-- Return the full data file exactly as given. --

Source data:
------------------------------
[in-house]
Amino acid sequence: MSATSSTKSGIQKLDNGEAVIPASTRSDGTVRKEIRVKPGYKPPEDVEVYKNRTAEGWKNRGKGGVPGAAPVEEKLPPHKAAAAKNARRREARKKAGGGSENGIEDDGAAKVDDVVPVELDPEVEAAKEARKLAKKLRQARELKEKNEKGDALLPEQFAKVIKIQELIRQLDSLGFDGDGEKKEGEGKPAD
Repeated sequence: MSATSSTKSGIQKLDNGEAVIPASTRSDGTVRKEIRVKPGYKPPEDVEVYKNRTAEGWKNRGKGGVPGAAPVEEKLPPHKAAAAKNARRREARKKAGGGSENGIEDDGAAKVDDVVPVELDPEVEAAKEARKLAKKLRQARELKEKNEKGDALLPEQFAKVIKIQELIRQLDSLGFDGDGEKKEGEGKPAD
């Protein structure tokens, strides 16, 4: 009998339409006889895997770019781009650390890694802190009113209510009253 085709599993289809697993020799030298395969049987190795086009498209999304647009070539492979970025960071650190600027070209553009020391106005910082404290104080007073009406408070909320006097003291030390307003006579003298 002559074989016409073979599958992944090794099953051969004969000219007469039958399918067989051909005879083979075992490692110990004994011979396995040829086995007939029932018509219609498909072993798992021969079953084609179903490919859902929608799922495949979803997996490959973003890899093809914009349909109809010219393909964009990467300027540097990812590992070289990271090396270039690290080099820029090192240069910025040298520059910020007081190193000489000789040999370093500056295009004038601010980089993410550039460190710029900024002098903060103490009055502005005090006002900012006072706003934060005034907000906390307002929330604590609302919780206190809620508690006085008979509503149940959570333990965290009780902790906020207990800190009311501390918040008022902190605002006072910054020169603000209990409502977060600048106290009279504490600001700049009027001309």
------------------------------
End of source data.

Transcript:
[in-house]
Amino acid sequence: MSATSSTKSGIQKLDNGEAVIPASTRSDGTVRKEIRVKPGYKPPEDVEVYKNRTAEGWKNRGKGGVPGAAPVEEKLPPHKAAAAKNARRREARKKAGGGSENGIEDDGAAKVDDVVPVELDPEVEAAKEARKLAKKLRQARELKEKNEKGDALLPEQFAKVIKIQELIRQLDSLGFDGDGEKKEGEGKPAD
Repeated sequence: MSATSSTKSGIQKLDNGEAVIPASTRSDGTVRKEIRVKPGYKPPEDVEVYKNRTAEGWKNRGKGGVPGAAPVEEKLPPHKAAAAKNARRREARKKAGGGSENGIEDDGAAKVDDVVPVELDPEVEAAKEARKLAKKLRQARELKEKNEKGDALLPEQFAKVIKIQELIRQLDSLGFDGDGEKKEGEGKPAD
């Protein structure tokens, strides 16, 4: 009998339409006889895997770019781009650390890694802190009113209510009253 085709599993289809697993020799030298395969049987190795086009498209999304647009070539492979970025960071650190600027070209553009020391106005910082404290104080007073009406408070909320006097003291030390307003006579003298 002559074989016409073979599958992944090794099953051969004969000219007469039958399918067989051909005879083979075992490692110990004994011979396995040829086995007939029932018509219609498909072993798992021969079953084609179903490919859902929608799922495949979803997996490959973003890899093809914009349909109809010219393909964009990467300027540097990812590992070289990271090396270039690290080099820029090192240069910025040298520059910020007081190193000489000789040999370093500056295009004038601010980089993410550039460190710029900024002098903060103490009055502005005090006002900012006072706003934060005034907000906390307002929330604590609302919780206190809620508690006085008979509503149940959570333990965290009780902790906020207990800190009311501390918040008022902190605002006072910054020169603000209990409502977060600048106290009279504490600001700049009027001309």